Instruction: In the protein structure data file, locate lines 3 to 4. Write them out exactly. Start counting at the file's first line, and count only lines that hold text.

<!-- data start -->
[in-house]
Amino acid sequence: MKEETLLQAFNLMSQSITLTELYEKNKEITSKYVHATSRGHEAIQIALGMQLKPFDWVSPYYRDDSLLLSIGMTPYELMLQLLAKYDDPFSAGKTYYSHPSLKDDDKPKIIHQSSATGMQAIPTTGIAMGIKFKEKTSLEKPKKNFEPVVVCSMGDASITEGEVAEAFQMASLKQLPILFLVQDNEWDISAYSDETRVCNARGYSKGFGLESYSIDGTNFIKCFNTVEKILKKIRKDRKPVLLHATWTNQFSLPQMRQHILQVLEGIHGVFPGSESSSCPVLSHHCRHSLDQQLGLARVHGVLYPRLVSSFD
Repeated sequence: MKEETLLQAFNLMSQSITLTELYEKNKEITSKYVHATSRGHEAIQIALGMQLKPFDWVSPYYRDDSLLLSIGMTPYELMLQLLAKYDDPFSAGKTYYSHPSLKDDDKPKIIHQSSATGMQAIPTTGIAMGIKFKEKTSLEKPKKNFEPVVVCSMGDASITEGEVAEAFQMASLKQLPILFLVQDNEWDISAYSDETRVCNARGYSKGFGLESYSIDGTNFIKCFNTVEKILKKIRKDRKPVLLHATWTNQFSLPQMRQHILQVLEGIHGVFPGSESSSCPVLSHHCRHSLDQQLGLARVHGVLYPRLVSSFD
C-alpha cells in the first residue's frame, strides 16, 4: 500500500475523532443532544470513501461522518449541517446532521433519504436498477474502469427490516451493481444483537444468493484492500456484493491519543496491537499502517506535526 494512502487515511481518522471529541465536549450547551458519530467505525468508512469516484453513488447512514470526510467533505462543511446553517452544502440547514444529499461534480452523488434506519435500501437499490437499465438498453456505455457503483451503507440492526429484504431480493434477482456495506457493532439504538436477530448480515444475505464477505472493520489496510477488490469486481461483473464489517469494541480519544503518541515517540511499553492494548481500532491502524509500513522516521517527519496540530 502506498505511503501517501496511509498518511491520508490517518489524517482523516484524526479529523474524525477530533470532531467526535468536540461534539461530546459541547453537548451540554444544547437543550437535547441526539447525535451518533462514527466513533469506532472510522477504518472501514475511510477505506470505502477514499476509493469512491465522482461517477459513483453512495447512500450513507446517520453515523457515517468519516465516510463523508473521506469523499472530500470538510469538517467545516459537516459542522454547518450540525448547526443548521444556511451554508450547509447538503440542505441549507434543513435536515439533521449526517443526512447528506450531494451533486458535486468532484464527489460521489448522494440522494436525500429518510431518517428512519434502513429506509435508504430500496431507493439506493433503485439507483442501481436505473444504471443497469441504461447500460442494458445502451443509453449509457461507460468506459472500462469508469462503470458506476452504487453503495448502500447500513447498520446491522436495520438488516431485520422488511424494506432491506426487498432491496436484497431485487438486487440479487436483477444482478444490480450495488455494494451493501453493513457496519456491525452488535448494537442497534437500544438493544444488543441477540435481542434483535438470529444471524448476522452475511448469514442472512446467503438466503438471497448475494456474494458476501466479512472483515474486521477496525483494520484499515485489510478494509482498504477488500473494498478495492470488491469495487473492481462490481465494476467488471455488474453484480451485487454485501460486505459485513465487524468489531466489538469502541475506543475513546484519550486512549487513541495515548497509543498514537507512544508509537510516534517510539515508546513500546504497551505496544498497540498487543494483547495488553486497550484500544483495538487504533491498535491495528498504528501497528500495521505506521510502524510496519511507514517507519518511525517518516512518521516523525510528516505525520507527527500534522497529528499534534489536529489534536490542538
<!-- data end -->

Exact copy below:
Repeated sequence: MKEETLLQAFNLMSQSITLTELYEKNKEITSKYVHATSRGHEAIQIALGMQLKPFDWVSPYYRDDSLLLSIGMTPYELMLQLLAKYDDPFSAGKTYYSHPSLKDDDKPKIIHQSSATGMQAIPTTGIAMGIKFKEKTSLEKPKKNFEPVVVCSMGDASITEGEVAEAFQMASLKQLPILFLVQDNEWDISAYSDETRVCNARGYSKGFGLESYSIDGTNFIKCFNTVEKILKKIRKDRKPVLLHATWTNQFSLPQMRQHILQVLEGIHGVFPGSESSSCPVLSHHCRHSLDQQLGLARVHGVLYPRLVSSFD
C-alpha cells in the first residue's frame, strides 16, 4: 500500500475523532443532544470513501461522518449541517446532521433519504436498477474502469427490516451493481444483537444468493484492500456484493491519543496491537499502517506535526 494512502487515511481518522471529541465536549450547551458519530467505525468508512469516484453513488447512514470526510467533505462543511446553517452544502440547514444529499461534480452523488434506519435500501437499490437499465438498453456505455457503483451503507440492526429484504431480493434477482456495506457493532439504538436477530448480515444475505464477505472493520489496510477488490469486481461483473464489517469494541480519544503518541515517540511499553492494548481500532491502524509500513522516521517527519496540530 502506498505511503501517501496511509498518511491520508490517518489524517482523516484524526479529523474524525477530533470532531467526535468536540461534539461530546459541547453537548451540554444544547437543550437535547441526539447525535451518533462514527466513533469506532472510522477504518472501514475511510477505506470505502477514499476509493469512491465522482461517477459513483453512495447512500450513507446517520453515523457515517468519516465516510463523508473521506469523499472530500470538510469538517467545516459537516459542522454547518450540525448547526443548521444556511451554508450547509447538503440542505441549507434543513435536515439533521449526517443526512447528506450531494451533486458535486468532484464527489460521489448522494440522494436525500429518510431518517428512519434502513429506509435508504430500496431507493439506493433503485439507483442501481436505473444504471443497469441504461447500460442494458445502451443509453449509457461507460468506459472500462469508469462503470458506476452504487453503495448502500447500513447498520446491522436495520438488516431485520422488511424494506432491506426487498432491496436484497431485487438486487440479487436483477444482478444490480450495488455494494451493501453493513457496519456491525452488535448494537442497534437500544438493544444488543441477540435481542434483535438470529444471524448476522452475511448469514442472512446467503438466503438471497448475494456474494458476501466479512472483515474486521477496525483494520484499515485489510478494509482498504477488500473494498478495492470488491469495487473492481462490481465494476467488471455488474453484480451485487454485501460486505459485513465487524468489531466489538469502541475506543475513546484519550486512549487513541495515548497509543498514537507512544508509537510516534517510539515508546513500546504497551505496544498497540498487543494483547495488553486497550484500544483495538487504533491498535491495528498504528501497528500495521505506521510502524510496519511507514517507519518511525517518516512518521516523525510528516505525520507527527500534522497529528499534534489536529489534536490542538